Marijuana Possession and Sentencing

Currently, 16 states and the District of Columbia have enacted laws allowing medicinal use of marijuana. However, the federal government and a majority of states still make possession of marijuana a crime. However, a growing number of states, including Pennsylvania, are considering bills that will legalize the medicinal use of the drug.

Through the Controlled Substances Act (CSA), the federal government regulates importation, manufacture, distribution, possession, and even the improper use of controlled substances. The Act considers marijuana a Schedule 1 controlled substance, the same as heroin and LSD. Schedule 1 drugs are considered to have no acceptable medical use and the highest potential for abuse.

Through its enforcement authority, the federal government has set mandatory minimum sentencing guidelines for marijuana possession convictions. Sentences are dependent upon the amount of the drug, the form of the drug and any prior convictions. The guidelines give the toughest penalty for possession of over 1,000 kilograms of processed marijuana or 1,000 marijuana plants. For first offenders, the penalty is not less than ten years in prison. While jail time may not be recommended in many first offense cases, a person possessing even one plant could potentially be subject to not more than five years in prison and fines up to $250,000.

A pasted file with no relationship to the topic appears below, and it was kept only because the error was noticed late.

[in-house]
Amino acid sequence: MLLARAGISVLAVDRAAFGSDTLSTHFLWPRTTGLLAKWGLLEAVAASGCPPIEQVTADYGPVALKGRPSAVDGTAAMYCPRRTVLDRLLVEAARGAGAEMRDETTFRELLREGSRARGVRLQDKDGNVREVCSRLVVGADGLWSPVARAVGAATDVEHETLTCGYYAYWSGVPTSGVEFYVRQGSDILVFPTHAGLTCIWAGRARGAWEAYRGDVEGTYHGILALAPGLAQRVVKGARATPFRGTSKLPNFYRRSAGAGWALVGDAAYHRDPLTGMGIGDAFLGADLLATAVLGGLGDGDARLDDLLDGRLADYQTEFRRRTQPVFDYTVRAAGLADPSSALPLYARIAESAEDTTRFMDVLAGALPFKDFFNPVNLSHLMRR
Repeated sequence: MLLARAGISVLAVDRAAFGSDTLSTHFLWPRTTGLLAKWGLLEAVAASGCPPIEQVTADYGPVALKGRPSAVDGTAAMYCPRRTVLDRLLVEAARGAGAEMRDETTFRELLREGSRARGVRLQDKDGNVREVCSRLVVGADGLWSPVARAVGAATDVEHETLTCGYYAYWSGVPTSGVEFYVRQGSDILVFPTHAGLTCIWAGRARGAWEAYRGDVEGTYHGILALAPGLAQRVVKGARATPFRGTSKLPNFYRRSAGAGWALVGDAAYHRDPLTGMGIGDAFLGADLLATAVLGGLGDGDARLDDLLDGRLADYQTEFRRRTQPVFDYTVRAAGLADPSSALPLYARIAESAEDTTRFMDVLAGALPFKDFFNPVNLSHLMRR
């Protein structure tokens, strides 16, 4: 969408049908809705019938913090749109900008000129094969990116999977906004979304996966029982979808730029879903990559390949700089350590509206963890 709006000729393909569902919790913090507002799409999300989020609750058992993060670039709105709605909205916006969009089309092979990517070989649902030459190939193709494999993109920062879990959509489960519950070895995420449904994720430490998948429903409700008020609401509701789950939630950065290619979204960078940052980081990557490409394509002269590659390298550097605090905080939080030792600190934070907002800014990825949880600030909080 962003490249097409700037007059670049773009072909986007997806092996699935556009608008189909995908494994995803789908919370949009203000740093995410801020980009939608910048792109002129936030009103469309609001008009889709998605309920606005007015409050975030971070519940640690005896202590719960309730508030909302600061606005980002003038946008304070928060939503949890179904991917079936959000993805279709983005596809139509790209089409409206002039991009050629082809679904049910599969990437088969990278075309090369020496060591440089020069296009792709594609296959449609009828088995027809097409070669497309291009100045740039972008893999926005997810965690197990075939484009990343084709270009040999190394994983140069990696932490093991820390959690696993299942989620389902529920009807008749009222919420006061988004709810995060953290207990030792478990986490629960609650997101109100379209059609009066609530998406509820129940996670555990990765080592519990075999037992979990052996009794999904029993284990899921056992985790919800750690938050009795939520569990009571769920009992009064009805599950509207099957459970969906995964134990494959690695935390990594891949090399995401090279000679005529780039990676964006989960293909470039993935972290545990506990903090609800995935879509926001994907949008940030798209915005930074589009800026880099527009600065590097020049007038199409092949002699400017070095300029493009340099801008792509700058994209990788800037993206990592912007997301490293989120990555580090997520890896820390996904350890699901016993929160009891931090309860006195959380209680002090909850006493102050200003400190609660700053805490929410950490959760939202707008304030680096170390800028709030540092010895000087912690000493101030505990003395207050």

Under the Pennsylvania's Controlled Substances, Drugs, Devices and Cosmetics Act, conviction of marijuana possession can result in mandatory minimum fines and imprisonment. First offenders possessing between two and ten pounds or at least ten to 21 live plants of the controlled substance are subject to one year in prison and significant fines. As the number of plants, prior offenses, or pounds of the drug increase so do the penalties. Understandably, subsequent offenses result in higher penalties. A person possessing over 50 pounds or more than 51 plants runs the risk of serving five years in prison and fines in excess of $50,000.

Under federal and Pennsylvania law, medicinal use of marijuana is not a defense to a criminal possession charge. However, as the trend toward medicinal use of the drug becomes stronger, congress as well as some state legislatures may move to legitimize and reclassify the drug to reduce the risk of convictions for simple possession.

Anyone charged with marijuana possession or trafficking should consult an experienced criminal defense lawyer.